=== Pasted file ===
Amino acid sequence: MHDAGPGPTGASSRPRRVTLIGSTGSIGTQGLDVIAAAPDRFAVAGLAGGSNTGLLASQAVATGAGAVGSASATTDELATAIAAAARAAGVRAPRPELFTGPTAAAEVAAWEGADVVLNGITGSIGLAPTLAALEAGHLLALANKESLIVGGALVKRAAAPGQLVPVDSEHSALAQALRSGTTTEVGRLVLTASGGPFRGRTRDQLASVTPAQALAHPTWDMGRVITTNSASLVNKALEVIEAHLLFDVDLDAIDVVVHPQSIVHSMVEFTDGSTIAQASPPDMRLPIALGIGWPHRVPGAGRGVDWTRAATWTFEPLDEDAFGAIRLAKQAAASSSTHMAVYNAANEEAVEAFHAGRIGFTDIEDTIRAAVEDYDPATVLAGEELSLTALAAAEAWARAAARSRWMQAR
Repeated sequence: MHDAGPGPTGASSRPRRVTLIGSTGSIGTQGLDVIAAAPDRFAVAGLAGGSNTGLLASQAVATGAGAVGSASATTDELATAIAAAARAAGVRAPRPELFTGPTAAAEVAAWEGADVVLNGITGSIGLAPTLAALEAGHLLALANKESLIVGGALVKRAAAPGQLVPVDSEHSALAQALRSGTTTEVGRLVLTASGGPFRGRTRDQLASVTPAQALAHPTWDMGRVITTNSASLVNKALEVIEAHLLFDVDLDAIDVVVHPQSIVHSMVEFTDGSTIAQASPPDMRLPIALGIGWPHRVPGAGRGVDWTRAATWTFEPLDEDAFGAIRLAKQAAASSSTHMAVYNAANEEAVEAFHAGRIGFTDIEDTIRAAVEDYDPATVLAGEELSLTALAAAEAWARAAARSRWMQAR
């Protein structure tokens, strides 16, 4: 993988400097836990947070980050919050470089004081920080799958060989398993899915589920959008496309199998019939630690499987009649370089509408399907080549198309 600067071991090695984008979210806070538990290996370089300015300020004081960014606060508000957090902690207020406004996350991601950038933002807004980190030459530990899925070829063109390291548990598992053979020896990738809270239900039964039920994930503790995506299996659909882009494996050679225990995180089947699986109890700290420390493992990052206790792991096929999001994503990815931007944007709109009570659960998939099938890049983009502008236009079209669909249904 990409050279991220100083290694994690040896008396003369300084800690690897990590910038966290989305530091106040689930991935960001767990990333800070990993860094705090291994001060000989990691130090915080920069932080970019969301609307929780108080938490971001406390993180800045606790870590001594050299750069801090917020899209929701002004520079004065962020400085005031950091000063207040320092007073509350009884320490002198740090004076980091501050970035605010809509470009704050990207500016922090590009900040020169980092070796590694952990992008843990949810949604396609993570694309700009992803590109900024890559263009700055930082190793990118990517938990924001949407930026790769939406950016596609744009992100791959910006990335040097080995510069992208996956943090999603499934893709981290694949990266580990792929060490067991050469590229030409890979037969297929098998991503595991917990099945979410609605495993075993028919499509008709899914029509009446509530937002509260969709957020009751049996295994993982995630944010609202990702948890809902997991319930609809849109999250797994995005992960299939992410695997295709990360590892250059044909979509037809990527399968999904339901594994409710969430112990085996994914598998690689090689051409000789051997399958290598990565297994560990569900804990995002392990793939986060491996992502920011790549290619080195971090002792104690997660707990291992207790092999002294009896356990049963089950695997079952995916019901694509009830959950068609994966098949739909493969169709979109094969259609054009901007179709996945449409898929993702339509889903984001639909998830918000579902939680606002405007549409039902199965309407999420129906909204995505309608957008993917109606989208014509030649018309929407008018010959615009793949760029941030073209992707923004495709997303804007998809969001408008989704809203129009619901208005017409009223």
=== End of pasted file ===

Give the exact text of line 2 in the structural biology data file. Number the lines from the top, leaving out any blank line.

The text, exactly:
Repeated sequence: MHDAGPGPTGASSRPRRVTLIGSTGSIGTQGLDVIAAAPDRFAVAGLAGGSNTGLLASQAVATGAGAVGSASATTDELATAIAAAARAAGVRAPRPELFTGPTAAAEVAAWEGADVVLNGITGSIGLAPTLAALEAGHLLALANKESLIVGGALVKRAAAPGQLVPVDSEHSALAQALRSGTTTEVGRLVLTASGGPFRGRTRDQLASVTPAQALAHPTWDMGRVITTNSASLVNKALEVIEAHLLFDVDLDAIDVVVHPQSIVHSMVEFTDGSTIAQASPPDMRLPIALGIGWPHRVPGAGRGVDWTRAATWTFEPLDEDAFGAIRLAKQAAASSSTHMAVYNAANEEAVEAFHAGRIGFTDIEDTIRAAVEDYDPATVLAGEELSLTALAAAEAWARAAARSRWMQAR